Our Slow Coast Home

UPDATE 5/26/2023: Our Wandering Sauna trailer is scheduled to arrive on The Slow Coast the first week of June. Watch for opportunities to join me at Blue Mind retreats for small groups.

UPDATE 9/29/2022: After two years and month I'm pleased to invite friends, patrons and colleagues to enjoy our Slow Coast home again. It's quite different than it once was, but equally magical and inviting. If you are looking for a place to disconnect, reconnect, spend quiet time with your small team or group, get in touch with your Blue Mind and enjoy one of the most biodiverse regions of the world, you may want to consider Slow Coast. FYI, in early 2023 we'll be adding a wood-fired sauna and hot tub trailer to the site. If you'd like me to join your group for a workshop, fireside chat or book talk that can be arranged too. Reserve Slow Coast here.

UPDATE 8/16/2022: On August 16, 2020 a climate-fueled-weather event sparked the most catastrophic fire ever recorded in the Santa Cruz Mountains. Over the next month, fire raged through the region impacting lives, communities, parks, and some of the most ancient and beloved remaining coast redwood forests in the world.

Our property is now available for small, quiet, off-grid, digital detox retreats for groups of up to 12. We are only offering this to family, friends, colleagues and patrons.

[Check out how our friends Quinn and Sana spent a quiet honeymoon at Slow Coast.]

Our modest goal over the past 24 months has been to accomplish and add:

  • a full site cleanup, house debris removal, pass contaminant tests (complete)
  • dead/dangerous tree/limb removal (3/5 complete)
  • meadow restoration (complete)
  • six canvas platform tents (complete, with a 7th tent being added along with Jupe 2.0 upgrades)
  • a simple trail that can be safely walked at night with three log bridges crossing Mill Creek (complete)
  • rustic outdoor shower/bath area (complete)
  • a tree tent (complete)
  • tripod swing (complete)
  • upgraded gas (wildfire safe) fire pit (complete)
  • a wood fired sauna/hot tub trailer (in progress, due early 2023)
  • portable toilet (complete)
  • hidden mezcal speakeasy (complete)
  • a "base" kitchen tent (complete)
  • Starlink for text messaging (complete)

Soon I will be offering focused workshops to small groups and teams interested in exploring Blue Mind, the Groove teamship model, writing and creativity, and Slow Coast themes.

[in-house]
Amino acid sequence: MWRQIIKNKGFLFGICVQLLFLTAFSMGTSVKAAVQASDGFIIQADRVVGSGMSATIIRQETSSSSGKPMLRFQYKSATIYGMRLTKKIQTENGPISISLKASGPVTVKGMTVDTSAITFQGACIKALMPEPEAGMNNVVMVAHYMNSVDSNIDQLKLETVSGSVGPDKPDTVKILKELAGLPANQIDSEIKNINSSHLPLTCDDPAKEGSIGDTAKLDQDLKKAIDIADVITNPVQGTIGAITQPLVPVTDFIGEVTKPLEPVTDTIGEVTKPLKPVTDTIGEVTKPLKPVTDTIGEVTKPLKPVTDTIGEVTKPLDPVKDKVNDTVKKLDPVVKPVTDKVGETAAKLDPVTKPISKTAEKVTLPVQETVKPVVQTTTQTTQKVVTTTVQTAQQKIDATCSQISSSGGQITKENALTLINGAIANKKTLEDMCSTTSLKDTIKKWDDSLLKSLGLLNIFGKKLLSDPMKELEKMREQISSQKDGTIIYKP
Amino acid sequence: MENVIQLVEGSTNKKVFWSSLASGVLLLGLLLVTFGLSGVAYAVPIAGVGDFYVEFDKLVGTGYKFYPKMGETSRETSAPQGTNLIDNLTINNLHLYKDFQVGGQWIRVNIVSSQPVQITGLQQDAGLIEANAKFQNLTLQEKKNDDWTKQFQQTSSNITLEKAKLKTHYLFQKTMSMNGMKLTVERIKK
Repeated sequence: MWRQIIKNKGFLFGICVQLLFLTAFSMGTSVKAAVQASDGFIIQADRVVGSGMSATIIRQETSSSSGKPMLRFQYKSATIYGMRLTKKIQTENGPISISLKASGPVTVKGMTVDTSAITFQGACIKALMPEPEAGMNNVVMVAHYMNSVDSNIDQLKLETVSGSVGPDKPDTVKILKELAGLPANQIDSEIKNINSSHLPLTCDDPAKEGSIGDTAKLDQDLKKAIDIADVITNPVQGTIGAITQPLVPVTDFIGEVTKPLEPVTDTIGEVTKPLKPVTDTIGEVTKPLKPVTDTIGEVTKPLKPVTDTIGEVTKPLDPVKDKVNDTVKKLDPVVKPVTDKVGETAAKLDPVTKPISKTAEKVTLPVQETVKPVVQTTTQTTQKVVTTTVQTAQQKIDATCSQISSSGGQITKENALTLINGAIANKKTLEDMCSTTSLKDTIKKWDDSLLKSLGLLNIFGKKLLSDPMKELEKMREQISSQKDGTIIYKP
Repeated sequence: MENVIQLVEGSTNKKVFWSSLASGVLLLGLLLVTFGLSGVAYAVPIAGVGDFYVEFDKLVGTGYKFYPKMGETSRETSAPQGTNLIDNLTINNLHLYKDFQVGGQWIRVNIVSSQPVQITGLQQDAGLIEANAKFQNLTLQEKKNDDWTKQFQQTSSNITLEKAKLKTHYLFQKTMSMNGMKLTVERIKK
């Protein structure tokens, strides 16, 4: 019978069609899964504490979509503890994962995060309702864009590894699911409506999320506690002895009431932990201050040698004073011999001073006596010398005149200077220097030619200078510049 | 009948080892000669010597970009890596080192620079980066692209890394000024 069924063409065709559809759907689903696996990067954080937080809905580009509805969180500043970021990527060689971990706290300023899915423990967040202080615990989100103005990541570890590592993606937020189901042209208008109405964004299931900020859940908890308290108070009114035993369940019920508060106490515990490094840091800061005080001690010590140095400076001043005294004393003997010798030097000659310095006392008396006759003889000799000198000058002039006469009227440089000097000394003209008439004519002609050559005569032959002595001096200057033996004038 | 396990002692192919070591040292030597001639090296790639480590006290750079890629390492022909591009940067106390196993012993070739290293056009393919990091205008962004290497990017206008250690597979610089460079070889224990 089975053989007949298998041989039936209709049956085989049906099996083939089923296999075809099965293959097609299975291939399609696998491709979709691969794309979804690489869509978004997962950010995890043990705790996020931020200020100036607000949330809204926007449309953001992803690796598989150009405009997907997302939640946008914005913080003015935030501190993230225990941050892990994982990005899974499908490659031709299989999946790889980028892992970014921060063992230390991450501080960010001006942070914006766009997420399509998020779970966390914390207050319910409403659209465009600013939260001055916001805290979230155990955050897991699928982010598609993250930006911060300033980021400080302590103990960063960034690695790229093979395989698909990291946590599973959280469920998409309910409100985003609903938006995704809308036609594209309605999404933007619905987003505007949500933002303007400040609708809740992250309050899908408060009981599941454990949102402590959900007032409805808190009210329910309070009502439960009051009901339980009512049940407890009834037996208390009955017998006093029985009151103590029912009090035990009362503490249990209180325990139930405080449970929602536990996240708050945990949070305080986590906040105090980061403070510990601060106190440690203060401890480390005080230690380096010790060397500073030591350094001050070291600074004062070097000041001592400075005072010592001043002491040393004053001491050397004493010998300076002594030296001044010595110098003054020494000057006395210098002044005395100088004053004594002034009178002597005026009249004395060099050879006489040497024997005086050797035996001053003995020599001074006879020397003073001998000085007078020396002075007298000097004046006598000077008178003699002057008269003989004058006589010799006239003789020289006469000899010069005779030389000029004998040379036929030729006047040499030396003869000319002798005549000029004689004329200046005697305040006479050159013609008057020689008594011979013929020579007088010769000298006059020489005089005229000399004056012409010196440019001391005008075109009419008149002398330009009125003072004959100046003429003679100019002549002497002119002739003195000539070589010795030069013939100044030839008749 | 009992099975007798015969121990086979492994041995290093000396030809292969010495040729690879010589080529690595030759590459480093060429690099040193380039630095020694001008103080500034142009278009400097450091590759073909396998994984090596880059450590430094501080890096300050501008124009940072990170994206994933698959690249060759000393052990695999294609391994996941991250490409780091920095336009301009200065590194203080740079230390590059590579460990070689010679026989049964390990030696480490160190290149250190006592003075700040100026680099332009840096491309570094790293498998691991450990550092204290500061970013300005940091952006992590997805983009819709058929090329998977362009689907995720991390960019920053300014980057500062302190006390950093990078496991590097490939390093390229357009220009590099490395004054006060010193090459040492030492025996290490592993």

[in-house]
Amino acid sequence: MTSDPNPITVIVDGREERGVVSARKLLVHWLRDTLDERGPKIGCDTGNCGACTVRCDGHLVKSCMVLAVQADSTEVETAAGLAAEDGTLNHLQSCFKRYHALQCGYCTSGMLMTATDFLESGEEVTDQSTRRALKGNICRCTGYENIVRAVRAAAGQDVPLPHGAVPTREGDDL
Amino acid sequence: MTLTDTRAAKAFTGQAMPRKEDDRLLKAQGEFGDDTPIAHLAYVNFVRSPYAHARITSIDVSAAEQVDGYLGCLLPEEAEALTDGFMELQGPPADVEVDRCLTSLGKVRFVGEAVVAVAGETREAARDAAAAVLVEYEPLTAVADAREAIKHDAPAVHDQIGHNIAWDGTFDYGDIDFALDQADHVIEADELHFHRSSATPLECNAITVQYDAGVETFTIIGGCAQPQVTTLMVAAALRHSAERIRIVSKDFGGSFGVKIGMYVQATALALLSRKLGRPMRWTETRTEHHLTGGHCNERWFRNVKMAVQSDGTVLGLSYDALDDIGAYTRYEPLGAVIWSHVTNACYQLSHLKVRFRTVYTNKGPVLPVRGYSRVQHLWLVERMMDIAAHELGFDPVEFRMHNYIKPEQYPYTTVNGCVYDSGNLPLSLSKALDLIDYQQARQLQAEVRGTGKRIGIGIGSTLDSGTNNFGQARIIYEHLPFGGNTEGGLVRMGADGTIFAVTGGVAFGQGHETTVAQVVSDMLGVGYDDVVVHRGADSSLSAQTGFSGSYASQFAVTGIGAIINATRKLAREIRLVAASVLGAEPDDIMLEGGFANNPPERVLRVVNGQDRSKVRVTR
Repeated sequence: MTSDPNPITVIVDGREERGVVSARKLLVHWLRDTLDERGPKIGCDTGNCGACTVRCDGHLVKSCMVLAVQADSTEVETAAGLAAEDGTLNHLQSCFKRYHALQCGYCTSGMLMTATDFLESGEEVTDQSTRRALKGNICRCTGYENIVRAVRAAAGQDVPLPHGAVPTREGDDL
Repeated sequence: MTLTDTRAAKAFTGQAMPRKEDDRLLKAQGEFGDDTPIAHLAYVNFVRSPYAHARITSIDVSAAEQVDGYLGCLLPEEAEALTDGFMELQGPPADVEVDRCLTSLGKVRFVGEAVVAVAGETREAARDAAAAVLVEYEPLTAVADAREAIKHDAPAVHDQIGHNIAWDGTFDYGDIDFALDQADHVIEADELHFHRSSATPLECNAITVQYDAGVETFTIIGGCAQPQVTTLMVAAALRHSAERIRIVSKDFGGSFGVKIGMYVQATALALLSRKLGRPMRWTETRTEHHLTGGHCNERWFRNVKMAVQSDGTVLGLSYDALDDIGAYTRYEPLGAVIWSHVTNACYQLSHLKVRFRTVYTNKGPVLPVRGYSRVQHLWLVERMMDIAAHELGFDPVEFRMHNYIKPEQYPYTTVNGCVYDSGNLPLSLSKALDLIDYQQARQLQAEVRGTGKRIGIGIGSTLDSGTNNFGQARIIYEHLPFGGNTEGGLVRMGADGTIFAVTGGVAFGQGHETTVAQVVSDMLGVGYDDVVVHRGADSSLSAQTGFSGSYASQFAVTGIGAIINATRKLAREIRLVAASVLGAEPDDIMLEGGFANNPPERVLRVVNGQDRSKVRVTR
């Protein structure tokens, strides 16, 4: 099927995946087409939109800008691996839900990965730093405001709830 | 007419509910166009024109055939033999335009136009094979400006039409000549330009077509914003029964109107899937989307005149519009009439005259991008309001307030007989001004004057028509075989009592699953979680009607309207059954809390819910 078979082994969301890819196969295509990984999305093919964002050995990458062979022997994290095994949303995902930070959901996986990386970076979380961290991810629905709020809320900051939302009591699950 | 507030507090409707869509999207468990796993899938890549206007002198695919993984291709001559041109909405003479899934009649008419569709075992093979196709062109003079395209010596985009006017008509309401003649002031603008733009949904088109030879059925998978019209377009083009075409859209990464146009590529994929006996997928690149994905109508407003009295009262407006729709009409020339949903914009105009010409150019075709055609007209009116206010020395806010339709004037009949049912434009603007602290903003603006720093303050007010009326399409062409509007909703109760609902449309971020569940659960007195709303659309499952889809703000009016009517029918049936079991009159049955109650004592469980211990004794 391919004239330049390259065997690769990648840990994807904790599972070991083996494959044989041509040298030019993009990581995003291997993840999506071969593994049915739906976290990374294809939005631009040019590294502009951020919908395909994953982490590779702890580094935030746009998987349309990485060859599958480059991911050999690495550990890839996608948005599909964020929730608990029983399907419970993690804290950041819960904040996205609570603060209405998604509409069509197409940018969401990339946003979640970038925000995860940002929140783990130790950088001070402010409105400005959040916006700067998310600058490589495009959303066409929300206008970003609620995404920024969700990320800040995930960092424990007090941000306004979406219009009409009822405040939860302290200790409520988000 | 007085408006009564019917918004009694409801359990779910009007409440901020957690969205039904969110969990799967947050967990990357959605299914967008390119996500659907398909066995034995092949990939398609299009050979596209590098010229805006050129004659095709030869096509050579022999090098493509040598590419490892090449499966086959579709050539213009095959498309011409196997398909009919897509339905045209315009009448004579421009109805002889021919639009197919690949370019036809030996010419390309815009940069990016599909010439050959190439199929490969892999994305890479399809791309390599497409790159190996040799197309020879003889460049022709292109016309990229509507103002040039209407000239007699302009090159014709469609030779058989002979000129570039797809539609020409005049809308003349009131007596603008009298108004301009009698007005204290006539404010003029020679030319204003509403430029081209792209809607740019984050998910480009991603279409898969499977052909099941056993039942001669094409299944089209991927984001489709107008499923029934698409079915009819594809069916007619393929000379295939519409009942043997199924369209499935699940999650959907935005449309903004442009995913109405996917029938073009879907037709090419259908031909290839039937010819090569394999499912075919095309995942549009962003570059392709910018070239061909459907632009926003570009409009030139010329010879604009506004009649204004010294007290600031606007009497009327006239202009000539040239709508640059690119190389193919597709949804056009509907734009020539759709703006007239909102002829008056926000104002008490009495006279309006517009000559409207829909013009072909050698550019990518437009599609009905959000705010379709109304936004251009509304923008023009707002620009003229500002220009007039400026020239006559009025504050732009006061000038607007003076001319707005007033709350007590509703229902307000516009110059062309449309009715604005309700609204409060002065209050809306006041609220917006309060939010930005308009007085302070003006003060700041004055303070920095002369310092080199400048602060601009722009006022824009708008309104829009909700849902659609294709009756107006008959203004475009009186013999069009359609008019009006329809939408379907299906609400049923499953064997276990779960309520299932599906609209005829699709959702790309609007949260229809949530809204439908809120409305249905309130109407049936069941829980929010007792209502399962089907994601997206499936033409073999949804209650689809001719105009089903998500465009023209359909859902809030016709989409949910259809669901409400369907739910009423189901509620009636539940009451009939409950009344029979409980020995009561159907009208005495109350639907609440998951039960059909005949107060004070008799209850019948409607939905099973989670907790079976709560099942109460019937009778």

UPDATE 2/12/2022: Our book Dear Wild Child coming in August 2022 can now be preordered. Slow Coast is now available for small groups of friends and colleagues looking for a quiet place to disconnect from the grid and reconnect with themselves, their surroundings and each other..

UPDATE 11/28/21: Kirsten Dirksen of FairCompanies.com and Jeff Wilson of Jupe visit the Slow Coast to share the story of our collaborative experiment on Kristen's popular YouTube channel. VIDEO

He lived in a dumpster, then designed a slick plug-and-play prefab that got stuck in permitting purgatory, but now Jeff Wilson, AKA "Professor Dumpster," has released an ultra-nimble modular shelter that he believes could circumvent permits and deploys in just an hour (solar, water and all). And, he’s offering them for free to anyone who will provide the land for rent (in exchange for splitting the rental income).
The Jupe units are fully off-grid and designed to ship flat-packed, enabling bulk deliveries of fifteen units on a single truck. “Arriving with all the essentials ‘in the box’—including a luxury queen mattress and bed, furniture, LED lighting, solar panels, and backup batteries, and even the linens—Jupes assemble in a little over an hour and units are ready to rent the day they arrive,” explains Wilson.  Despite its canvas cladding Wilson calls it “more a device than a tent: Jupe’s units are built on an innovative “chassis” foundation that gives them the flexibility to move quickly and freely, adapt to any terrain, and oftentimes forgo the necessity of building permits.” This exoskeleton for housing allows for rapid assembly, and disassembly, requiring no foundation work, no platform, and no electrical utility drags, so “permits are rarely necessary”.